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Group Responds to Rose McGowan's Childhood Cult Claims

Group Responds to Rose McGowan's Childhood Cult Claims

In the recent issue of People magazine, actress Rose McGowan came out to discuss her childhood and talked about being raised for nine years in a communal “cult” with the international group that was known as “The Children of God.”

McGowan said that the group promoted “polygamy and sex at an early age” and banned newspapers and televisions to keep members “in the dark” about world events so that members “would obey.”

The group, which has an estimated 10,000 members in over 100 countries, has since changed its name to The Family International (TFI).

The group originated out of Huntington Beach, California in 1968.

In a statement to The Christian Post, by Claire Borowik of TFI, Borowik states that, “The usage of the label “cult” in reference to Family International by the media is pejorative and discriminatory.”

When asked by CP of the validity of McGowan's claims, Borowik responded saying they are “suspect at best and at times absurd, seemingly based on wild speculations and imperfect childhood memories, crafted for the sake of sensational publicity.”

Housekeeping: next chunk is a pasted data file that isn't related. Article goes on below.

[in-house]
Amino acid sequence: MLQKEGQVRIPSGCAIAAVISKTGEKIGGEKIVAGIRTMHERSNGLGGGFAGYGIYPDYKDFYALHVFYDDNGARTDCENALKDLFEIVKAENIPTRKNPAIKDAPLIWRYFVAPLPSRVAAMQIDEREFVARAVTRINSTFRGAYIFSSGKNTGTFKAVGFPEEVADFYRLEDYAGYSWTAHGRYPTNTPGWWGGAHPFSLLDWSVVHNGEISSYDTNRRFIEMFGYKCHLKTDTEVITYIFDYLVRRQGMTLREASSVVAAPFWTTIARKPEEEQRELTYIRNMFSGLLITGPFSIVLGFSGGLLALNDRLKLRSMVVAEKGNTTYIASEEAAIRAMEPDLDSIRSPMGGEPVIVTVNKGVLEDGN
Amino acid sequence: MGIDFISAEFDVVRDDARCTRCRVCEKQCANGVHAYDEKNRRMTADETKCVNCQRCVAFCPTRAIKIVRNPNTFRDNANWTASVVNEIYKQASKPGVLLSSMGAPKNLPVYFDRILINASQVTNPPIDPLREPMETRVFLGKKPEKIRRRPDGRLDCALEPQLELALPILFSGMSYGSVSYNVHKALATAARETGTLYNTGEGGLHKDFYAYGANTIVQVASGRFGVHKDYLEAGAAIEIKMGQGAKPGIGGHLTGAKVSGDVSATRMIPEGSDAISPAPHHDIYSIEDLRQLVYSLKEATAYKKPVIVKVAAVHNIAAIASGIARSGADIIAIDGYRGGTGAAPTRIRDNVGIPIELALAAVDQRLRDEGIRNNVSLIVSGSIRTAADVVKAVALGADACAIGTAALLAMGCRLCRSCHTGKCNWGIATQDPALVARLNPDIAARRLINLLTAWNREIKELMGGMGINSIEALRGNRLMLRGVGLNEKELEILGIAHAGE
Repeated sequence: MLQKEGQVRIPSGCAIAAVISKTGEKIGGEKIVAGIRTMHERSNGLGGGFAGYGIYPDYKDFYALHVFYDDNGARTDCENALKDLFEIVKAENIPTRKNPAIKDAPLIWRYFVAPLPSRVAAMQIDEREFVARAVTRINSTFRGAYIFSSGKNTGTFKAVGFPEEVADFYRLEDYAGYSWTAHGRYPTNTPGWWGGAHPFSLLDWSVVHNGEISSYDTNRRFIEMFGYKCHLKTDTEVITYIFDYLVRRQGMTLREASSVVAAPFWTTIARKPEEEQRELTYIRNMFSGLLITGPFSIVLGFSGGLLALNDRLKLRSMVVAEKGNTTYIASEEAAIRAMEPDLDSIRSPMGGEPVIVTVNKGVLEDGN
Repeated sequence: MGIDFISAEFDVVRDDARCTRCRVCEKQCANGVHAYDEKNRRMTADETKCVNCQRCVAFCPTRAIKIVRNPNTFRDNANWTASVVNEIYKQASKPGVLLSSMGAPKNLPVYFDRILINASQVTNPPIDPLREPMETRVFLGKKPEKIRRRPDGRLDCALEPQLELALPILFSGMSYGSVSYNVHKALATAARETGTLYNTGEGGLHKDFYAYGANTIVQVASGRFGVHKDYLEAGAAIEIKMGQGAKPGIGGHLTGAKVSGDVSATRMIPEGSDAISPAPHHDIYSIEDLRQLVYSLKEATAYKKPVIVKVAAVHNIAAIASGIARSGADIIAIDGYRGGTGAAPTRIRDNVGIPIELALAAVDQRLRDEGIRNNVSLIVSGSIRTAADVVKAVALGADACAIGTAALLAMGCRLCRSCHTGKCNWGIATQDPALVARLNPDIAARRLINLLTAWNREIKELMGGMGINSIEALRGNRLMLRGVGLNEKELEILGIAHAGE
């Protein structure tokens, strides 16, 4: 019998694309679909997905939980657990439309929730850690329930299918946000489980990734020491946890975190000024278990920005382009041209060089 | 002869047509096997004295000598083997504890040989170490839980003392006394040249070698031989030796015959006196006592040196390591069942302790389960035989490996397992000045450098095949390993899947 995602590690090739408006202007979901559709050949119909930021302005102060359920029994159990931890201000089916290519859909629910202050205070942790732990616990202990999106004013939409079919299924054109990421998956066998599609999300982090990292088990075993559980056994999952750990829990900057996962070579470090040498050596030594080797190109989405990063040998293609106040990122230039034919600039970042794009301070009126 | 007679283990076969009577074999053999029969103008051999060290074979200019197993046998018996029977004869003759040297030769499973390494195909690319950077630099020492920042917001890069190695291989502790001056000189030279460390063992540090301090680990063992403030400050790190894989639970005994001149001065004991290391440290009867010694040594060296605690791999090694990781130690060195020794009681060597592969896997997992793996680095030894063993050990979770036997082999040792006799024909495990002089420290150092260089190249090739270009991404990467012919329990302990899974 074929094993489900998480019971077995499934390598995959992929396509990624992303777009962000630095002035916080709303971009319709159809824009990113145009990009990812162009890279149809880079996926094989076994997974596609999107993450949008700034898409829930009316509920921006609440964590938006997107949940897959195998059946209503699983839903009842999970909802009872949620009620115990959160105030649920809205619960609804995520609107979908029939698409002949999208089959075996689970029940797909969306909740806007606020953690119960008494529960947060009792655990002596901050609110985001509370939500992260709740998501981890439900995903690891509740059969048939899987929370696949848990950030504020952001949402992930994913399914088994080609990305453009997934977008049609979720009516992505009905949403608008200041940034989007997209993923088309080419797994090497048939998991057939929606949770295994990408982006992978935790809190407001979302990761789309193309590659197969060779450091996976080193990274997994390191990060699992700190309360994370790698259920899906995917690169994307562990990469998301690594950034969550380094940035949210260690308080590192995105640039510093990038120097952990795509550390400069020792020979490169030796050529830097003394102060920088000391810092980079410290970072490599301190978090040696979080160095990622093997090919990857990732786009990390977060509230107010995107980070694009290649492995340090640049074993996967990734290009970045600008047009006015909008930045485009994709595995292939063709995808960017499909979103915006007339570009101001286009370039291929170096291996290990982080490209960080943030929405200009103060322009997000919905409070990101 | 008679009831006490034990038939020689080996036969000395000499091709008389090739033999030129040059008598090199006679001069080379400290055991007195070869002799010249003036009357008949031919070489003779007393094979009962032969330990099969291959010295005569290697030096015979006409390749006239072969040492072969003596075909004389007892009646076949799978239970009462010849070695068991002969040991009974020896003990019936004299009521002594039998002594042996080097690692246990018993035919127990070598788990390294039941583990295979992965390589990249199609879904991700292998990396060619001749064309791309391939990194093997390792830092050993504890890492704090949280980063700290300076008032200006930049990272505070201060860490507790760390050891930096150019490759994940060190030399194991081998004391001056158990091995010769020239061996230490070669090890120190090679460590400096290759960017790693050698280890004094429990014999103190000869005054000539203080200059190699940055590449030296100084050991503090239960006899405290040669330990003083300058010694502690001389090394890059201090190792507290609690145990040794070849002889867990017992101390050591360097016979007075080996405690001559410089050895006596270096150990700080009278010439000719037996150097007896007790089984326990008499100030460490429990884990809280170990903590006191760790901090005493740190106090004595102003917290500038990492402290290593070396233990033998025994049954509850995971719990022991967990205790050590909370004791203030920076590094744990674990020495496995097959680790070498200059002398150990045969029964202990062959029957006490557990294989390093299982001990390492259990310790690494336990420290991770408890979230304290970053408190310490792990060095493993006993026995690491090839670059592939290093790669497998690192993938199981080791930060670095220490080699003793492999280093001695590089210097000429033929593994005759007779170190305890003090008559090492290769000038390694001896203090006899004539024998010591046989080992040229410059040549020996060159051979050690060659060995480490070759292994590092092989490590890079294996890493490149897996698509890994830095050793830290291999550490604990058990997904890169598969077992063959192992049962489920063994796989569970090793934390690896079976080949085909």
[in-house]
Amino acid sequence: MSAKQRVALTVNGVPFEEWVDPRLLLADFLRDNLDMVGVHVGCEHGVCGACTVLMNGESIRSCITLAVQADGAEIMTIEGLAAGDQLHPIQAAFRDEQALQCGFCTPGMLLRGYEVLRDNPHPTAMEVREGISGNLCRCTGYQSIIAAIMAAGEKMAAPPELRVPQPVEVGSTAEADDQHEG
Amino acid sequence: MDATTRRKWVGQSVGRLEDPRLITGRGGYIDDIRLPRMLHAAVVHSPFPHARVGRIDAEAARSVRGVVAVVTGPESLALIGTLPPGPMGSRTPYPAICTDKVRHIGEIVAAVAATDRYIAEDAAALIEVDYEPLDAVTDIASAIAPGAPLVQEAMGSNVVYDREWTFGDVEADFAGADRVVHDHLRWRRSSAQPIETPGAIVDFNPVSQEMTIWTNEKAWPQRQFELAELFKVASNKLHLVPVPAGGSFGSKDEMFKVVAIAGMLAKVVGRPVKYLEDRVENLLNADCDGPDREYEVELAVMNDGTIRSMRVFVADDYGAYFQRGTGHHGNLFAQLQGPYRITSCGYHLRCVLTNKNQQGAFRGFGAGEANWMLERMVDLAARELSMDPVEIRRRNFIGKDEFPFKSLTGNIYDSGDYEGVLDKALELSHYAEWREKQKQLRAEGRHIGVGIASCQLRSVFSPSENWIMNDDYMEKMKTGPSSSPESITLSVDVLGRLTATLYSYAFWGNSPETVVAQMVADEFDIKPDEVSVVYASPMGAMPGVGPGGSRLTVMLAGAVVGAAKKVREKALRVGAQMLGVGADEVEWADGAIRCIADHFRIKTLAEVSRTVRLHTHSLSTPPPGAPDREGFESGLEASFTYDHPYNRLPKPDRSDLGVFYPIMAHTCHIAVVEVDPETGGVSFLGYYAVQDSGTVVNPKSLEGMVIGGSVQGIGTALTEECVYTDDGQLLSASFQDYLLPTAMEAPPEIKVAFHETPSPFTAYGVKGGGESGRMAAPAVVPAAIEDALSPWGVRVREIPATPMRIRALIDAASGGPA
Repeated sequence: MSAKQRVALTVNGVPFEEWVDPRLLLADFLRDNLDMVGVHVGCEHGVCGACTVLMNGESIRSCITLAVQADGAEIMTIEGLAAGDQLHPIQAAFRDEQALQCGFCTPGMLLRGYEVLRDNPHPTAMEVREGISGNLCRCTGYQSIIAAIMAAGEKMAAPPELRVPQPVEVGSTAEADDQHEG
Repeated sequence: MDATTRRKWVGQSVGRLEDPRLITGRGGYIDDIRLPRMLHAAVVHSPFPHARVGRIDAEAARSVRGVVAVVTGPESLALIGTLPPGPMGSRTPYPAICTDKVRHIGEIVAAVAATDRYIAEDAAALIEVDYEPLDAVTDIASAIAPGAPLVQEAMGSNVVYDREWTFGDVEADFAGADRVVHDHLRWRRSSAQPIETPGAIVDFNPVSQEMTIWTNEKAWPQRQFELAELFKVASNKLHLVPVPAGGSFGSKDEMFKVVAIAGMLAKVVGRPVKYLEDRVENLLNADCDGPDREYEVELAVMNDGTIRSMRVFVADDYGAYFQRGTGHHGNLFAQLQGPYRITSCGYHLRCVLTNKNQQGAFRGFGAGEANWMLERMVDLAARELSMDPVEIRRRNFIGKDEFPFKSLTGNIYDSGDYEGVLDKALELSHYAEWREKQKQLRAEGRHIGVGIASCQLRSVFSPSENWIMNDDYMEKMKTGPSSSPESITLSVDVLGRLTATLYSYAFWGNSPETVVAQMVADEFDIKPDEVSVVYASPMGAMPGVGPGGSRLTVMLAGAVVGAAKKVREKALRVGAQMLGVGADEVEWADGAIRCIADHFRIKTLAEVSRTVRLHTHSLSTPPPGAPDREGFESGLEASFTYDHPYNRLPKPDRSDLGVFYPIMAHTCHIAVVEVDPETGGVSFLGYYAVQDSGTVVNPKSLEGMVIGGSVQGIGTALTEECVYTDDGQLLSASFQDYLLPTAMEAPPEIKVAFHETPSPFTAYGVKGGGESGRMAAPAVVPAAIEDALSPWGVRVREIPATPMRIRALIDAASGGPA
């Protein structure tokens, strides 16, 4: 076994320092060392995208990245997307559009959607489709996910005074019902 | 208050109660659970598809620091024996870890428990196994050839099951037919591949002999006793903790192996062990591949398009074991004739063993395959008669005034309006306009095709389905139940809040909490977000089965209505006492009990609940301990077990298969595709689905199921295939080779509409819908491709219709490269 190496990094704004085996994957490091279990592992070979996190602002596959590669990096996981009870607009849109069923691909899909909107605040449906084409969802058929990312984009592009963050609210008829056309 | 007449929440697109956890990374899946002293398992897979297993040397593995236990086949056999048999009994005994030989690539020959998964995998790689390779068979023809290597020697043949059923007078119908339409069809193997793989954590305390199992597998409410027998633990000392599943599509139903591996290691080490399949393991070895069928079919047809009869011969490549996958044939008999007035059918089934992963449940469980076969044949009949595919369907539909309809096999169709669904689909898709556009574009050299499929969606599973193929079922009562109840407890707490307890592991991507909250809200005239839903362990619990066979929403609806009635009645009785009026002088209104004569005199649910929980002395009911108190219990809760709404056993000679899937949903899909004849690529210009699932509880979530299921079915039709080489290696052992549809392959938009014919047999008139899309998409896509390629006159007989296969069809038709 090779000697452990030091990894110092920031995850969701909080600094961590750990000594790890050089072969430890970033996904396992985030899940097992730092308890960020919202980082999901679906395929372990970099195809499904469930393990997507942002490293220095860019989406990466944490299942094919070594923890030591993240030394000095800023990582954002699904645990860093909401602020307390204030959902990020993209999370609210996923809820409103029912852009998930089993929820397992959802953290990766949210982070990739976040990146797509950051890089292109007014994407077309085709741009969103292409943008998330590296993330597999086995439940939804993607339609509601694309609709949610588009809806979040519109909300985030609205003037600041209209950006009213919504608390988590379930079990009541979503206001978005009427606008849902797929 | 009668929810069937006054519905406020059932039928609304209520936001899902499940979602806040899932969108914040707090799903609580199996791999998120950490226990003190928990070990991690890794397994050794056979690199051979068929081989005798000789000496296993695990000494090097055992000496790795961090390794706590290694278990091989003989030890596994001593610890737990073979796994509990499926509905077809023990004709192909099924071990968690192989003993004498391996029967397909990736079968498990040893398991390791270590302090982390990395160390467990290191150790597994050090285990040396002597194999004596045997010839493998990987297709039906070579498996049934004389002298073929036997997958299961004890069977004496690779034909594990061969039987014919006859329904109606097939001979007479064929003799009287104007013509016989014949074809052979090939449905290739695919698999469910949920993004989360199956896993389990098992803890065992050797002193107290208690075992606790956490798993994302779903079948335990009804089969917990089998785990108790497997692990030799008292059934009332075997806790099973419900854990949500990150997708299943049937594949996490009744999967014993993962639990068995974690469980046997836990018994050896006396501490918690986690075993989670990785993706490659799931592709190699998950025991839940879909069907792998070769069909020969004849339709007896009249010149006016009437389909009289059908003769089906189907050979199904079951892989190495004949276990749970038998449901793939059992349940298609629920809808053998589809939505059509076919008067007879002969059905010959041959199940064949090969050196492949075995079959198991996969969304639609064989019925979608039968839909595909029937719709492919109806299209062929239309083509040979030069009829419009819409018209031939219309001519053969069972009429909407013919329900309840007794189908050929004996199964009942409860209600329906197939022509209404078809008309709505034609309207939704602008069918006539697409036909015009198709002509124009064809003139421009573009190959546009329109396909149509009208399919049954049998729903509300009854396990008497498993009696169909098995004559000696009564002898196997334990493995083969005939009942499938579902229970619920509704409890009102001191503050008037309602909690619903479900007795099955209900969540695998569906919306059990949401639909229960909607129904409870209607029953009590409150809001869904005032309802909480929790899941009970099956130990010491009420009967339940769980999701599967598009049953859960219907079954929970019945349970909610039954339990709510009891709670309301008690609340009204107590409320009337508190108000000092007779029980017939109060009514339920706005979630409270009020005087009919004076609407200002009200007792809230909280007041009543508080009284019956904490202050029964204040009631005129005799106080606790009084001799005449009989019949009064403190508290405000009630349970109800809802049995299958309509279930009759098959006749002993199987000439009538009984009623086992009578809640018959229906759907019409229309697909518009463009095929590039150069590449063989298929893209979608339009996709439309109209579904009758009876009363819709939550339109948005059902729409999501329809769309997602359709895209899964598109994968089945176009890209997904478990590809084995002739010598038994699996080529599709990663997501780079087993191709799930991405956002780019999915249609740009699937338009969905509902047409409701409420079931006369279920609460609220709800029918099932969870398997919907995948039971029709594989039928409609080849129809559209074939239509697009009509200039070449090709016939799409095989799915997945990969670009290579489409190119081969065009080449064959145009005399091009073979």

McGowan has spoken out about her experience with The Children of God prior to the People magazine interview and once told Howard Stern that she avoided the group’s calls for members to become sexually active as a child.

McGowan also told Roseanne Barr in an interview on her show in 1999 that the group manipulated the usage of the word God saying, “Of course like most people that use God in their name (they) kind of twist it to their own purposes.”

She also added that she found certain practices of the institution absurd saying, “I remember being five and thinking ok, I’m gonna live through all of this stuff, probably then when I’m 19 I’ll have to have a lot of therapy but then I’ll be ok.”

However, Borowik of TFI has stated that there is no foundation for McGowan’s allegations and that courts around the world have evaluated over 600 children physically, psychologically, and educationally and the findings have revealed that courts have not had an issue with the way TFI conducts itself and treats children.

She continued, “Although TFI has apologized on a number of occasions to former members for any hurt, real or perceived, that they may have suffered during their time in our membership, we do not give credence to tales of institutionalized abuse told by those who seek to cause harm to our church and member children.”


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